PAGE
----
Here come those fearsome words “non-essential” again. Covid-19 had already forced many small business owners to shut down. Those remaining were depending on Christmas sales to help them survive, and had prepared carefully to keep shoppers safe from the virus. Then, just weeks before the holidays, big government teamed up with big-box stores to strike a fatal blow against untold thousands of additional small businesses.
Quebec, Ontario and Manitoba banned “non-essential” shopping, while Alberta closed several categories of small business and limited traffic in the rest to 15 percent of normal capacity, all-but unmanageable for many small retail outlets. Big-box outfits such as Walmart and Costco, however, whose sales of essentials like groceries are vastly exceeded by a plethora of potential Christmas gifts and other nice-to-haves, were allowed to remain open.
With the giant store chains as their remaining choice, anxious shoppers formed long lineups before rushing frantically to find coveted items ahead of others, a Covid-19-spreading nightmare. Meanwhile, many small shop owners who had spent much of their lives building their businesses lost everything. As the inestimable columnist Rex Murphy recently wrote in the National Post, “A small shop selling knickknacks is too risky, but a big box is perfectly fine.”
Wasteful Income Support Programs
Seemingly every morning from March 12 to June 30, Prime Minister Trudeau made a new Covid-19 support program announcement that, collectively, totalled some $170 billion in spending commitments (essentially all of it borrowed money). These were by far the biggest and fastest expenditure commitments in Canadian history. The “announce it now – fix it later” approach was understandable at a time when much of the economy had been shut-down virtually overnight. But the flaws in the programs were not fixed even after they became clear.
One of the most serious of these is that a lot of the money went to those who didn’t need it. A study by the Fraser Institute found that of four programs totalling $82 billion, over $22 billion worth of spending made the recipients better off than before the pandemic. An even more serious flaw is that the Canada Emergency Response Benefit (CERB) actually paid people not to work, leaving businesses struggling to find workers needed to re-ignite the economy. This could have been prevented by providing a sliding-scale incentive to return to work.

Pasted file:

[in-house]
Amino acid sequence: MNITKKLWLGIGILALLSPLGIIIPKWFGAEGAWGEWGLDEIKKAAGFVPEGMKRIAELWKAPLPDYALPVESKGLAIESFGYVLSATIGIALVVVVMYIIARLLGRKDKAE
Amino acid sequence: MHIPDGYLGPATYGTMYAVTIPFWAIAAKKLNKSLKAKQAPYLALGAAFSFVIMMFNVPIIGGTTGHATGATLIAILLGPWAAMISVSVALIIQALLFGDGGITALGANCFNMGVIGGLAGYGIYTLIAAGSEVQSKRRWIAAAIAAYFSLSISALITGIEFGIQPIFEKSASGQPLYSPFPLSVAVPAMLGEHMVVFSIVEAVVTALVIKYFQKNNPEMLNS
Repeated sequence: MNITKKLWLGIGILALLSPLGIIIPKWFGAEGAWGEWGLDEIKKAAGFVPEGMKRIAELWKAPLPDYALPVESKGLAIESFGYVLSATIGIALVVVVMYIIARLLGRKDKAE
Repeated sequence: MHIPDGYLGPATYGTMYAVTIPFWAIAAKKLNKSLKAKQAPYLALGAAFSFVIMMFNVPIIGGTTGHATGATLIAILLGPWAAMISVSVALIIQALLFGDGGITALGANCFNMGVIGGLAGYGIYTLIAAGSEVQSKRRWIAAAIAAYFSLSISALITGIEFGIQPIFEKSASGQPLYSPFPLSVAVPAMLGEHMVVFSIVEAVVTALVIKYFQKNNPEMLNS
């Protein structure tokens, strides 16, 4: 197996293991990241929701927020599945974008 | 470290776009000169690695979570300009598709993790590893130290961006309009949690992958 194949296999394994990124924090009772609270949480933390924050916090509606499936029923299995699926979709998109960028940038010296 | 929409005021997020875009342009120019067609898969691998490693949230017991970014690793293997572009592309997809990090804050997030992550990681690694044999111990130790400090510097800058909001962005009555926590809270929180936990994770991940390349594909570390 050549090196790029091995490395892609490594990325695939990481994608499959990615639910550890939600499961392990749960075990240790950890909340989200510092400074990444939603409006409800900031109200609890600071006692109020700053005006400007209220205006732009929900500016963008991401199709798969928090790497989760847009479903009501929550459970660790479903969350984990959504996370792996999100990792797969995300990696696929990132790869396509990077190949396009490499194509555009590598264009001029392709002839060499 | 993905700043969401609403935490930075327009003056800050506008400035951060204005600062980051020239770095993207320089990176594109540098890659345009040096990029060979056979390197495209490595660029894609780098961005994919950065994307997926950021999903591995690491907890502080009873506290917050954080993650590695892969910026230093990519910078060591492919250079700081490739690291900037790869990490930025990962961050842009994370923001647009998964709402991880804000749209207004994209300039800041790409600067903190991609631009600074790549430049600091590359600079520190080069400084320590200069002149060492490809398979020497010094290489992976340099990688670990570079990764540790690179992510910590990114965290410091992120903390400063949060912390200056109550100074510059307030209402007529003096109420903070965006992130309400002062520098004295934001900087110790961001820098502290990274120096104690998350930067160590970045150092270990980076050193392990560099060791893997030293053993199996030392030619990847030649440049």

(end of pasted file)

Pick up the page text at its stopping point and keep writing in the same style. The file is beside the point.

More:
Other disturbing statistics have emerged. One is that the average household income of Canadians actually went up during the pandemic, suggesting the additional government spending was more than needed. So reportedly did the average rate of saving. This suggests that Canadians were not spending their money, perhaps because so many things were restricted or forbidden, or because people were scared to go out and live their lives. A high rate of saving is usually laudable, but not at a time when every available measure to restart the economy needs to be cranked up – including consumer spending.
Fighting Back Against the Follies
After nearly a year of pandemic and frequently erratic government behaviour, it’s probably tempting to feel resigned and helpless. But you are not. Here’s what you can do to fight back. Take that winter vacation if you can. That will help to keep tens of thousands of airline and airport workers employed. If you aren’t in a position to travel, respect the decision of those who want to go. Shop local, and soon! Voice your opinion about those who avoid returning to work in favour of collecting government support payments, and if you know someone like that personally, try to persuade them to reconsider.
Inform yourself carefully about genuine conditions and rules, including what is actually forbidden versus what is blown out of proportion by government officials and the news and social media (such as myths about which provincial borders are sealed and which countries prohibit tourism). Follow sensible public health guidelines, for sure, but keep your brain switched on to detect hard-to-define terms such as “non-essential” that may have harmful unintended consequences to your own wellbeing and that of the workers and companies Canada needs to thrive.
Gwyn Morgan is the retired founding CEO of EnCana Corp., formerly Canada’s largest producer of natural gas